The opinion of the court was delivered by: Nora Barry Fischer United States District Judge
Pending before the Court is Defendant Washington County Redevelopment Authority's ("Authority") Motion to Dismiss  under Federal Rule of Civil Procedure 12(b)(1) and/or 12(b)(6). For the following reasons, Defendant's motion is GRANTED.
On October 22, 2007, Plaintiff Joseph B. Koval filed a complaint against the Defendant, his former employer, alleging that the Authority denied him certain retirement health benefits and then failed to later reinstate such benefits for him despite reinstating the benefits of "virtually all the Authority employees." (Docket No. 1). The complaint alleges that Plaintiff is entitled to relief under the Employment Retirement Income Security Act of 1974 ("ERISA"), 29 U.S.C. §§ 1132(a)(1)(B) and 1132(a)(5)(B), and under state law theories of breach of contract and quasi-contract. (Docket No. 1). Plaintiff's complaint alleges that federal jurisdiction over the ERISA claim is conferred at 29 U.S.C. § 1132(e)(1).*fn1 (Docket No. 1).
On December 21, 2007, Defendant filed the pending motion to dismiss, arguing that Plaintiff has plead that the Authority is a "duly incorporated municipal authority." (Docket No. 8.) As such, pursuant to ERISA section 1003(b), the retirement health benefit plan is a "governmental plan" not subject to ERISA and therefore Plaintiff's claim should be dismissed for lack of subject matter jurisdiction under Rule 12(b)(1). (Docket No. 8). Defendant further argues that as no original jurisdiction exists over the Plaintiff's alleged ERISA claim, "there is no basis for the exercise of supplemental jurisdiction" for the breach of contract and quasi-contract claims under 28 U.S.C. § 1367(c)(3) which should also be dismissed under Rule 12(b)(1). (Docket No. 8). Alternatively, Defendant argues that the common law claims should be dismissed under Rule 12(b)(6) for failure to state a claim upon which relief can be granted. (Docket No. 8).
Plaintiff thereafter filed a Brief in Opposition on January 30, 2008, in which he argues that the Court has proper subject matter jurisdiction over the ERISA claim because the Authority's retirement benefit plan does not constitute a "governmental plan" exempt from ERISA. (Docket No. 13). Defendant responded by filing a reply brief on February 14, 2008 (Docket No. 14), and after receiving leave of Court, Plaintiff filed a sur-reply brief on March 21, 2008 (Docket No. 18). Defendant's motion is now fully briefed and ripe for disposition.
As set forth above, Defendant moves to dismiss Plaintiff's claims under both Rule 12(b)(1) and 12(b)(6). When a movant invokes multiples bases in support of a motion to dismiss, the court should consider the Rule 12(b)(1) challenge first because all other defenses will become moot if the court must dismiss the complaint for lack of subject matter jurisdiction. See In re Corestates Trust Fee Litig., 837 F. Supp. 104, 105 (E.D. Pa. 1993). Accordingly, the Court will first consider the Defendant's challenge to this Court's subject matter jurisdiction pursuant to Rule 12(b)(1).
A motion to dismiss pursuant to Federal Rule of Civil Procedure 12(b)(1) challenges the lack of subject matter jurisdiction over a plaintiff's claims. See Fed. R. Civ. Pro. 12(b)(1). "At issue in a Rule 12(b)(1) motion is the court's 'very power to hear the case.'" Petruska v. Gannon University, 462 F.3d 294, 302 (quoting Mortenson v. First Federal Savings and Loan Association, 549 F.2d 884, 891 (3d Cir.1977)). As he is the party asserting jurisdiction, Plaintiff "bears the burden of showing that its claims are properly before the district court." Development Fin. Corp. v. Alpha Housing & Health Care, 54 F.3d 156, 158 (3d Cir. 1995); see also Kehr Packages, Inc., 926 F.2d at 1409 ("When subject matter jurisdiction is challenged under Rule 12(b)(1), the plaintiff must bear the burden of persuasion"). In reviewing a motion to dismiss pursuant to Rule 12(b)(1), the court must distinguish between facial attacks and factual attacks. Petruska, 462 F.3d at 302.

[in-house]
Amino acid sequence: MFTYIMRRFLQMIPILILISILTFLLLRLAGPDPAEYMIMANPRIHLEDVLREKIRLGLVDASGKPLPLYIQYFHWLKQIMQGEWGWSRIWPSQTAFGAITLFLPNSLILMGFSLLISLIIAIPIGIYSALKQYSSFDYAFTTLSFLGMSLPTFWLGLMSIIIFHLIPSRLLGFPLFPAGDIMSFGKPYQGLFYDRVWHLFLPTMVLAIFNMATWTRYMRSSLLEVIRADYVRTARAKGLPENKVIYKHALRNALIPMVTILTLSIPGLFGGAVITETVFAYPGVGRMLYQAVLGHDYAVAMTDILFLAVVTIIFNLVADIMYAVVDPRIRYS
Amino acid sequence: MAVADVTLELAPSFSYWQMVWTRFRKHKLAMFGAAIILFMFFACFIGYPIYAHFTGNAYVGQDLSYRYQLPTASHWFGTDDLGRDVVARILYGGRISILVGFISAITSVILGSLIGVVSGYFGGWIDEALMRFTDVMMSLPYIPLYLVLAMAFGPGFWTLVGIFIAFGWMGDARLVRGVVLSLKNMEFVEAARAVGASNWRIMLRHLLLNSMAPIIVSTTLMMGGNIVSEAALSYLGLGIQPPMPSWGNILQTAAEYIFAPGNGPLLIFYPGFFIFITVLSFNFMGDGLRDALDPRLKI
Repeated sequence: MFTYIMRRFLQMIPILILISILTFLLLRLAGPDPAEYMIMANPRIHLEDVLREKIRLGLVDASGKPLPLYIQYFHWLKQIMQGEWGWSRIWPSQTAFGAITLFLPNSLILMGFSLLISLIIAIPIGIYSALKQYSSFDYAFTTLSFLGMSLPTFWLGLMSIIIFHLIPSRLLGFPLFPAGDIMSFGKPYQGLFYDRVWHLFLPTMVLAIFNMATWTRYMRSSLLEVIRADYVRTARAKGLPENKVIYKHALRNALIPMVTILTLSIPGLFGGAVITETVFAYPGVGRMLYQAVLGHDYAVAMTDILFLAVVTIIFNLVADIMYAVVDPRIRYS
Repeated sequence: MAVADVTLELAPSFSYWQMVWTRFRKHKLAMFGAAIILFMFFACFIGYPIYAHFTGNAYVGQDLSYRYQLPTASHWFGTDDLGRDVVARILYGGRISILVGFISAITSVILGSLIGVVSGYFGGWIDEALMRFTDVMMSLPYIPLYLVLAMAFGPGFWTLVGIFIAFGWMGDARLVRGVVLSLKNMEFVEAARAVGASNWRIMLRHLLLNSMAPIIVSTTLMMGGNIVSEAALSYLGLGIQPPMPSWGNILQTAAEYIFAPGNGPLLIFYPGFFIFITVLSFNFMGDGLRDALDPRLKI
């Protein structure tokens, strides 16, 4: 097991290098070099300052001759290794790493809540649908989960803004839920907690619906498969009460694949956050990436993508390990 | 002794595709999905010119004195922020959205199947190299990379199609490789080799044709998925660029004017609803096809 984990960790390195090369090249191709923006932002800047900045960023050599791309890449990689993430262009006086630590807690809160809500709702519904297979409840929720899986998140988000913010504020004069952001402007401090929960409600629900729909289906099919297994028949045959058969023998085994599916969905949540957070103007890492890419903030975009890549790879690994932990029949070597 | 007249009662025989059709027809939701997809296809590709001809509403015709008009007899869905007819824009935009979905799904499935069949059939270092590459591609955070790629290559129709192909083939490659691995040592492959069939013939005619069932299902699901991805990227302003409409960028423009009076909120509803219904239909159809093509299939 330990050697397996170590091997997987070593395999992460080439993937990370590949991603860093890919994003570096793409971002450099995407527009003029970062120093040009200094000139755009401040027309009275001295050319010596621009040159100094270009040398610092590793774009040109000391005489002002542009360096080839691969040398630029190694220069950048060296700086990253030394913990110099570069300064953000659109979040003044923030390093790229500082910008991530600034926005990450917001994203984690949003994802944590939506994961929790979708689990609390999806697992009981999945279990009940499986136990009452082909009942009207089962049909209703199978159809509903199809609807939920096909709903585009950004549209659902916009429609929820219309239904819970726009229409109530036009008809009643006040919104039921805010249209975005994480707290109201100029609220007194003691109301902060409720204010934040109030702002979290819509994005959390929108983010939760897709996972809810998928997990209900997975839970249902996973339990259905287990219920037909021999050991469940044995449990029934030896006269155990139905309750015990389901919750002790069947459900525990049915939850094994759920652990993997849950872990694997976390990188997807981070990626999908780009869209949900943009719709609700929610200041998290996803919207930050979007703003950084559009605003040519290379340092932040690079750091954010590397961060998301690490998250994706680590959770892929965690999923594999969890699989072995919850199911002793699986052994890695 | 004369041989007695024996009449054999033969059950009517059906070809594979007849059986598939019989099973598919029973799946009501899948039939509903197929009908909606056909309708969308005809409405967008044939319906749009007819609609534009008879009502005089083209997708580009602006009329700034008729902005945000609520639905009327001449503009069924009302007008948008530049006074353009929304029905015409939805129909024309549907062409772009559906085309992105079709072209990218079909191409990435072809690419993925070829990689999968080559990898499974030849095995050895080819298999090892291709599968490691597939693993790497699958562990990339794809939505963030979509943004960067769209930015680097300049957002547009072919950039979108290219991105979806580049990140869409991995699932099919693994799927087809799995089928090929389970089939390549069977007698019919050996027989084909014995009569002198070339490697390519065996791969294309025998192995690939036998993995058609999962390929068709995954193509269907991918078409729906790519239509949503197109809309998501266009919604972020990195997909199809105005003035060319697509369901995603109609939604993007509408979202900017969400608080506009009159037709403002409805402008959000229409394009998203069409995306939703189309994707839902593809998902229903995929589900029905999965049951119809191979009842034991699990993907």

A facial attack challenges the sufficiency of the pleadings, and the court must accept the plaintiff's allegations as true. Id. When a defendant attacks a complaint on its face, he "[asserts] that considering the allegations of the complaint as true, and drawing all reasonable inferences in favor of [plaintiff], the allegations of the complaint are insufficient to establish a federal cause of action." Mullen v. Thompson, 155 F.Supp.2d 448, 451 (W.D. Pa. 2001). Dismissal is proper under Rule 12(b)(1) only when "the claim clearly appears to be immaterial and made solely for the purpose of obtaining jurisdiction or . . . is wholly insubstantial and frivolous." Kehr Packages, Inc. v. Fidelcor, Inc., 1409 (3d Cir. 1991), cert. denied, 501 U.S. 1222 (1991) (quoting Bell v. Hood, 327 U.S. 678, 682, 66 S.Ct. 773, 776, 90 L.Ed. 939 (1946)).
When a defendant however launches a factual attack on subject matter jurisdiction, "no presumptive truthfulness attaches to plaintiff's allegations, and the existence of disputed material facts will not preclude the trial court from evaluating for itself the merits of jurisdictional claims." Petruska, 462 F.3d at 302 (quoting Mortenson, 549 F.2d at 891). In a factual attack, the court must weigh the evidence relating to jurisdiction, with discretion to allow affidavits, documents, and even limited evidentiary hearings. United States ex rel. Atkinson v. Pa. Shipbuilding Co., 473 F.3d 506, 514 (3d Cir. 2007).
Here, Defendant has asserted a facial attack on the subject matter jurisdiction of the Plaintiff's ERISA claim, arguing that Plaintiff has plead that the Authority is a "duly incorporated municipal authority" and hence, a government entity whose retirement health plan is a "governmental plan" not subject to ERISA. (Docket No. 8). Plaintiff argues that the retirement plan is not a governmental plan within the exception. ...